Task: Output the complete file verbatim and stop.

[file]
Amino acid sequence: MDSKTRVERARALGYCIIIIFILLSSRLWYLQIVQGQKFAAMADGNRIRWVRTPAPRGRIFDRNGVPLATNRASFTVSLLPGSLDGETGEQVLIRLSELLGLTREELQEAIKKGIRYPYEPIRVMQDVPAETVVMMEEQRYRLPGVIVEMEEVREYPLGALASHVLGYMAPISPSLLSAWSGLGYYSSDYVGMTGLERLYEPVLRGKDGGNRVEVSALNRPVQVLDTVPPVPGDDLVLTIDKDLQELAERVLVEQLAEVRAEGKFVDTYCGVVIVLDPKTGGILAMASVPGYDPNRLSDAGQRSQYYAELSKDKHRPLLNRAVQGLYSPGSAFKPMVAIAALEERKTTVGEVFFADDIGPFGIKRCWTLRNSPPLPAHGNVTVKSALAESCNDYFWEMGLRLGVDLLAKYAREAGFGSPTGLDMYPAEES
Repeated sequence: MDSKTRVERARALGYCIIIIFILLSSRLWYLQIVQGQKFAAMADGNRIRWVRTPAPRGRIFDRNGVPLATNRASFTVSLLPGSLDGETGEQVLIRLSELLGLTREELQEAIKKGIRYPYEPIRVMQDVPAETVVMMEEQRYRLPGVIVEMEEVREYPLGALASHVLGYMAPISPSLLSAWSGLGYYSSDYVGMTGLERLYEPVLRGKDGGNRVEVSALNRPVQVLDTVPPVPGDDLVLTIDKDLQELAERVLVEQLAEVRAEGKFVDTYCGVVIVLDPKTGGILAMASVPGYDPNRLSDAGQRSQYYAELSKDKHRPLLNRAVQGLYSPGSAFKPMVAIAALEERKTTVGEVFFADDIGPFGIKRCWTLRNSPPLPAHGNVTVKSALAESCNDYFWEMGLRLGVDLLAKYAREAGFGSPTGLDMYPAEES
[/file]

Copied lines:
Amino acid sequence: MDSKTRVERARALGYCIIIIFILLSSRLWYLQIVQGQKFAAMADGNRIRWVRTPAPRGRIFDRNGVPLATNRASFTVSLLPGSLDGETGEQVLIRLSELLGLTREELQEAIKKGIRYPYEPIRVMQDVPAETVVMMEEQRYRLPGVIVEMEEVREYPLGALASHVLGYMAPISPSLLSAWSGLGYYSSDYVGMTGLERLYEPVLRGKDGGNRVEVSALNRPVQVLDTVPPVPGDDLVLTIDKDLQELAERVLVEQLAEVRAEGKFVDTYCGVVIVLDPKTGGILAMASVPGYDPNRLSDAGQRSQYYAELSKDKHRPLLNRAVQGLYSPGSAFKPMVAIAALEERKTTVGEVFFADDIGPFGIKRCWTLRNSPPLPAHGNVTVKSALAESCNDYFWEMGLRLGVDLLAKYAREAGFGSPTGLDMYPAEES
Repeated sequence: MDSKTRVERARALGYCIIIIFILLSSRLWYLQIVQGQKFAAMADGNRIRWVRTPAPRGRIFDRNGVPLATNRASFTVSLLPGSLDGETGEQVLIRLSELLGLTREELQEAIKKGIRYPYEPIRVMQDVPAETVVMMEEQRYRLPGVIVEMEEVREYPLGALASHVLGYMAPISPSLLSAWSGLGYYSSDYVGMTGLERLYEPVLRGKDGGNRVEVSALNRPVQVLDTVPPVPGDDLVLTIDKDLQELAERVLVEQLAEVRAEGKFVDTYCGVVIVLDPKTGGILAMASVPGYDPNRLSDAGQRSQYYAELSKDKHRPLLNRAVQGLYSPGSAFKPMVAIAALEERKTTVGEVFFADDIGPFGIKRCWTLRNSPPLPAHGNVTVKSALAESCNDYFWEMGLRLGVDLLAKYAREAGFGSPTGLDMYPAEES